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Leigh Hunt

a.k.a. James Henry Leigh Hunt

Author Code: EJLH

Born: Oct. 19, 1784 - Southgate, London, England

Died: Aug. 28, 1859 - Putney, London, England

The son of American loyalists forced to flee to England during the American Revolution, Hunt was educated at Christ's Hospital, but was unable to attend university due to a speech impediment which was later cured.Instead, he spent his time writing verse, the first of which, Juvenilia was published in 1801. He worked for a number of years as a clerk in the War Office before leaving in 1808 to become editor of The Examiner, his brother's newspaper. Later, in 1813, Hunt and his brothers were imprisoned for attacking the Prince Regent in their paper. Hunt served two years at Surrey County Jail and was constantly besieged by visitors from the literary world, including Charles Lamb and Lord Byron. From 1814 to 1817. Hunt collaborated with William Hazlitt in producing numerous essays which were collected in The Round Table (1817). In 1816, he published Story of Rimini, which attracted a great deal of criticism. From 1819 to 1821, Hunt edited The Indicator, producing much of the content himself which included stories, poems, essays and criticism. Some of his best work appeared here. Hunt became friends with Shelley and later introduced his friend Keats to him. Shelley helped Hunt financially during some troubled times. In 1821, Hunt left England to join Shelley in Italy, arriving after terrible storms and illness in 1822. Some weeks later Shelley died and left Hunt isolated and destitute. Nevertheless, he remained in Italy until 1825. On his return to England he had a number of failed ventures including The Tatler (1830-32) and London Journal (1834-35). In 1835, he published Captain Sword and Captain Pen, one of his best poetical works. Until 1840, Hunt was virtually in constant poverty, but with the help of Mary Shelley. and later Lord Russell, he was awarded a pension and an annuity which allowed him to live in relative comfort. He published his autobiography in 1850. His other works include Foliage (1818), Hero and Leander (1819), Christianism (1832), Legends of Florence (1840), Stories From the Italian Poets (1846), Imagination and Fancy (1844), Wit and Humour (1846), The Town (1848), The Old Court Suburb (1855) and Stories in Verse (1855).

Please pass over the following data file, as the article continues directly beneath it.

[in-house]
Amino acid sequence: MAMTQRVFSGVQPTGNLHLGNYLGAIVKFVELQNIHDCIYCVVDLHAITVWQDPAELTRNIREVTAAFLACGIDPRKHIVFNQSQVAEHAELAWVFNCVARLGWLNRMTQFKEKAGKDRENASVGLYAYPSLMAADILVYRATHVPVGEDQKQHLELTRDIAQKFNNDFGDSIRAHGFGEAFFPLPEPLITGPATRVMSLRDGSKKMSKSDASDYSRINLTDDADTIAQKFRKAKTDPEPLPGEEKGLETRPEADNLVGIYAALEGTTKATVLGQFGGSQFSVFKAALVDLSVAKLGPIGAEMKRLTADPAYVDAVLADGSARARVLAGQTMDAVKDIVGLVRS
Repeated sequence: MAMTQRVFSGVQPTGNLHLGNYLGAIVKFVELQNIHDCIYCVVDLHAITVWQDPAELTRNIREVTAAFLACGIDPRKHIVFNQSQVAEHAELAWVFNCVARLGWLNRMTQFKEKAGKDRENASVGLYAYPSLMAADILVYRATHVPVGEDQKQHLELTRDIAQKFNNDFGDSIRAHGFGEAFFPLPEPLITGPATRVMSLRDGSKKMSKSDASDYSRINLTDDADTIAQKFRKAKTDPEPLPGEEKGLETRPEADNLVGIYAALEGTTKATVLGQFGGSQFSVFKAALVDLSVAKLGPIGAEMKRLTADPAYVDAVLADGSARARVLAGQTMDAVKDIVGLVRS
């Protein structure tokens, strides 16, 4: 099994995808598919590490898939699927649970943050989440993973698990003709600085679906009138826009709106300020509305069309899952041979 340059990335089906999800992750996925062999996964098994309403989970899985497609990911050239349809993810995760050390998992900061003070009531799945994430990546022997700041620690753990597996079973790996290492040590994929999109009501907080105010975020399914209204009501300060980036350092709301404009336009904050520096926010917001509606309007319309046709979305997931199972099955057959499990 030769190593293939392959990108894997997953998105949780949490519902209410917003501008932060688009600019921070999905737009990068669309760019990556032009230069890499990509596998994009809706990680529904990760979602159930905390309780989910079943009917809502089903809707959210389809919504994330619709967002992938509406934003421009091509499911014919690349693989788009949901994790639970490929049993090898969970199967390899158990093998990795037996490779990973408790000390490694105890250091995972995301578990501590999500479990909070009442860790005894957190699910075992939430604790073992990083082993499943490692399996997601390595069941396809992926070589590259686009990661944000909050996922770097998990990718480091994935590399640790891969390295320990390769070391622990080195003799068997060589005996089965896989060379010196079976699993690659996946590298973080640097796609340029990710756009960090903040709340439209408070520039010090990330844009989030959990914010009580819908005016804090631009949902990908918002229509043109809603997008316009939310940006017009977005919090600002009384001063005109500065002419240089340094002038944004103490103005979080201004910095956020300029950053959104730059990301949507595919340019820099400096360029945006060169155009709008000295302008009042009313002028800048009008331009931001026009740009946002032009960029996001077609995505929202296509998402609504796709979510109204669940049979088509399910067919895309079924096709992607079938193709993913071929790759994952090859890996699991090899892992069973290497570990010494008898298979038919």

eBook Code Title/Sub-Title Pub. Yr Pages File Size Type Download Format Find Printed Copy
EJLH001 Captain Sword and Captain Pen [Illustrated]
  How Captain Sword Marched to War
  How Captain Sword Won a Great Victory
  How Captain Sword, in Consequence of His Great Victories, Became Infirm in His Wits
  Of Captain Pen, and How He Fought with Captain Sword
  Of the Ball That Was Given to Captain Sword
  On What Took Place on the Field of Battle the Night after the Victory
  Postscript - Containing Some Remarks on War and Military Statesmen
1835 33 1082k eBook Download PDF - 'Captain Sword and Captain Pen [Illustrated]' (EJLH001) Find a printed copy of Captain Sword and Captain Pen [Illustrated] by Leigh Hunt at AbeBooks

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